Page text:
Word Families: Reading in "Chunks"

What Are They?

First Grader Sounding Out Word Families

Word families are groups of words that share the same ending pattern, such as "hat", "mat", and "cat". Words in a family will always rhyme; however, not all rhyming words belong to the same word family. "Hair" and "care" both rhyme, but come from different families.

What Kids Need to Learn

Children will need to learn to recognize the "chunks" that make up many different word patterns. For example, in the words "shake", "take", and "make", kids will learn to recognize the "ake" as a whole chunk, instead of needing to sound out the letters individually.

Putting It In Context

In kindergarten, children learned the alphabet and how to sound out words letter by letter. In first grade, they learn to see word sounds in chunks and patterned groups, so they recognize parts of the word faster and can read more fluently. In second grade, children will tackle some of the harder families of words, and the easier ones will become automatic.

Why It Is Important

  1. When children begin to read, they must sound out every letter. This is slow and breaks up the flow of the words, making it hard to figure out the meaning. When learning families of words, children are able to read familiar patterns of letters quickly and fluently.
  2. When kids progress past these simple words, the patterns, or chunks, that they learn now will continue to help them to decipher longer words.
  3. Word family patterns help children's spelling. They are able to recognize spelling patterns and apply these to other words of the same family.

Challenges Kids Might Face

Some children may have trouble perceiving or remembering word patterns and insist on sounding out every letter, every time. Others may confuse similar patterns, such as -air and -are, especially if these are taught too close together.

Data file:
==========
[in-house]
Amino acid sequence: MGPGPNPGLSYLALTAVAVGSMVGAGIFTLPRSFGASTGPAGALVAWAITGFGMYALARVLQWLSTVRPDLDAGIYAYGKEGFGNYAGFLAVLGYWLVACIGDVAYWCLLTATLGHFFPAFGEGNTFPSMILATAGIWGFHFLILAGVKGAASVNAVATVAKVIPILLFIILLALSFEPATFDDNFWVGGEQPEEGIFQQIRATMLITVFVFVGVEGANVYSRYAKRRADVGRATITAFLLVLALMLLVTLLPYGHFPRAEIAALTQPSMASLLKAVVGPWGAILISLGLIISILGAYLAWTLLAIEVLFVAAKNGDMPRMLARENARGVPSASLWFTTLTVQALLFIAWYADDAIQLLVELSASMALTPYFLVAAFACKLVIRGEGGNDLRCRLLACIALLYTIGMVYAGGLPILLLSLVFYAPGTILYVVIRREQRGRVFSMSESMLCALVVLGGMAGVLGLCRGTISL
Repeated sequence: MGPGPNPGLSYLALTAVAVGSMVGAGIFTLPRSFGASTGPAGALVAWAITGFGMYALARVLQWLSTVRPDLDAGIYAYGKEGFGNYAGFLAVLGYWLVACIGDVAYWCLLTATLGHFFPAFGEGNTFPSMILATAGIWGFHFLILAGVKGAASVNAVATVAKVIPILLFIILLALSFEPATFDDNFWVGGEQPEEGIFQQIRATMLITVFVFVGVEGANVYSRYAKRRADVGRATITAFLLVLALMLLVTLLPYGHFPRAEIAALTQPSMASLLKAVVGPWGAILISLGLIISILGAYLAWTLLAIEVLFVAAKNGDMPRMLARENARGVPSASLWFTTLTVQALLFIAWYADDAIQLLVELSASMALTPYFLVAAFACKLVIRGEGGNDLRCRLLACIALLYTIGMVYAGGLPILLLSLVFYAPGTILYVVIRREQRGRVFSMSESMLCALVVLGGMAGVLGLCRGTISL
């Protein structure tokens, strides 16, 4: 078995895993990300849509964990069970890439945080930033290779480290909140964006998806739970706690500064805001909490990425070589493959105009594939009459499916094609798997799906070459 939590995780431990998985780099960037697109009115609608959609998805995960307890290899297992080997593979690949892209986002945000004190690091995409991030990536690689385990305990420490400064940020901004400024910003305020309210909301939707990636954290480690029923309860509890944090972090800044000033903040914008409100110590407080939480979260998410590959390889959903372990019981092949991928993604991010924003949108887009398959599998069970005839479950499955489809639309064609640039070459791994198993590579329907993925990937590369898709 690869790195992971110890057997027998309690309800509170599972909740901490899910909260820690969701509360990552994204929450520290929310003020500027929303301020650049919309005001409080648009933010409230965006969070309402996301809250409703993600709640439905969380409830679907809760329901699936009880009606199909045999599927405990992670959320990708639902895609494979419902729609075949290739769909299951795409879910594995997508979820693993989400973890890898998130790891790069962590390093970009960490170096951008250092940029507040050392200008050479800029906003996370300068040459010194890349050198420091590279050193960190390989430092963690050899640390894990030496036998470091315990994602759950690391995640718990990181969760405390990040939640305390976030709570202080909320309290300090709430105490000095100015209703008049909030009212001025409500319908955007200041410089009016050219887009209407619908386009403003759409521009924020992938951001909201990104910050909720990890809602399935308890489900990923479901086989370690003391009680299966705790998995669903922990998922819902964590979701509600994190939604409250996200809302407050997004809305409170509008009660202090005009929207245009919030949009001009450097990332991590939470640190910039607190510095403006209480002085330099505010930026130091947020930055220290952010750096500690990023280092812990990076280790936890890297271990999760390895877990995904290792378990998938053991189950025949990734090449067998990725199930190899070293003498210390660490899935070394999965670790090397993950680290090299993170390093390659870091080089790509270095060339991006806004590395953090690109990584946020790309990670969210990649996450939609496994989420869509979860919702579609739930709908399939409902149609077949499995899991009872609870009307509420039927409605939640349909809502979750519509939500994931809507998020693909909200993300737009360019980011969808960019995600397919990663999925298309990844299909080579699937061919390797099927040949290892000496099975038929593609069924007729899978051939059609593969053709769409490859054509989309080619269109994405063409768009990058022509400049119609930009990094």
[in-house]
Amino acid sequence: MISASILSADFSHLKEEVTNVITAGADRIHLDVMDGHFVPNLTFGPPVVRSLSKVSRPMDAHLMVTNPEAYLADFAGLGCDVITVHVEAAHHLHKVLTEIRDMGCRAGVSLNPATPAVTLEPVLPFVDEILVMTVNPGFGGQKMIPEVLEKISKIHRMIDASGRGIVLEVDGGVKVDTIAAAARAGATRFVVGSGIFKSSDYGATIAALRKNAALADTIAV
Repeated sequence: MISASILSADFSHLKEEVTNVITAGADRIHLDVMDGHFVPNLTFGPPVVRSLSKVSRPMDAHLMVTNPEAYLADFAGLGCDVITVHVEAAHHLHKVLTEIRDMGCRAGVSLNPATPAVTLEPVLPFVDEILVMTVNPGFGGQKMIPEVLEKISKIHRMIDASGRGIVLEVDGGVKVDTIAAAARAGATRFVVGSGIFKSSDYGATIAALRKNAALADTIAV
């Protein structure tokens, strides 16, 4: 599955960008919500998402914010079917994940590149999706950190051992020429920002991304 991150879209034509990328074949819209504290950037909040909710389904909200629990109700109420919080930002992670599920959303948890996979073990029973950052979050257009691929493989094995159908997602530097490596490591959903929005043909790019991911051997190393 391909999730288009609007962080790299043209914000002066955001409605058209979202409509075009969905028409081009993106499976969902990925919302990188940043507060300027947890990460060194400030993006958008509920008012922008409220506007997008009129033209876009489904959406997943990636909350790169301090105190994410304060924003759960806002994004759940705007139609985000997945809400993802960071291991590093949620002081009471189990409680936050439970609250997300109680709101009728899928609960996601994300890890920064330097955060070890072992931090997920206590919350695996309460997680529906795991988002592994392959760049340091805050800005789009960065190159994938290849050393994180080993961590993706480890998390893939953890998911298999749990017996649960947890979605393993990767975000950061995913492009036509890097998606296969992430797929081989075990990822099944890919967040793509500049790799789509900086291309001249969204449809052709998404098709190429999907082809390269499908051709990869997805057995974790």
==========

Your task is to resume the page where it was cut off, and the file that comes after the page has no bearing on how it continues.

One common problem when moving beyond the simple decoding of words is that often there are several words in a word family that are rarely used, and children may not know what they mean. This is especially true for language learners. To learn the "-ark" family, for example, kids are taught the words: mark, bark, dark, spark, shark, lark. "Lark" is rare even for most adults (unless they are bird watchers, or enjoy cavorting on a mountaintop) and when words are meaningless to kids, learning is less secure.

How to Help Kids Who Are Struggling

Teaching Reading
  1. Present each word family one at a time; don't mix them up until children have begun to master those patterns.
  2. Start with short vowel families like -ap, and wait till later to move on to long vowel families like -ape. Allow some time between the two.
  3. Do not introduce confusing word patterns near each other. Wait until children are extremely strong in one, such as -ail, before introducing the very similar -ale.
  4. Many rhyming books are perfect for showing kids spelling and sound patterns. Have kids look through books or nursery rhymes to find words from the same family.
  5. Introduce them in logical sets, so children have less to remember. For example, learning -at, -an, and -ack words near each other will help them remember the short /a/ sound and apply it to similar patterns.
  6. Give kids one word and ask them to try and think of other words from the same pattern. For language learners, you might encourage all guesses and write "real" words in one column and "silly" words in another. This way, they get to practice using the pattern without worrying about whether it is a real word.

Remember--every child learns differently. Doing word family activities and playing word family games are a great way to involve kids' whole bodies to reach kids of many different learning styles, and help struggling learners.

But don't put all your eggs in one basket; spend time on other reading strategies as well, and you will be likely to find the thing that most helps your child read.


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“Education is not preparation for life. Education is life itself. ”
~John Dewey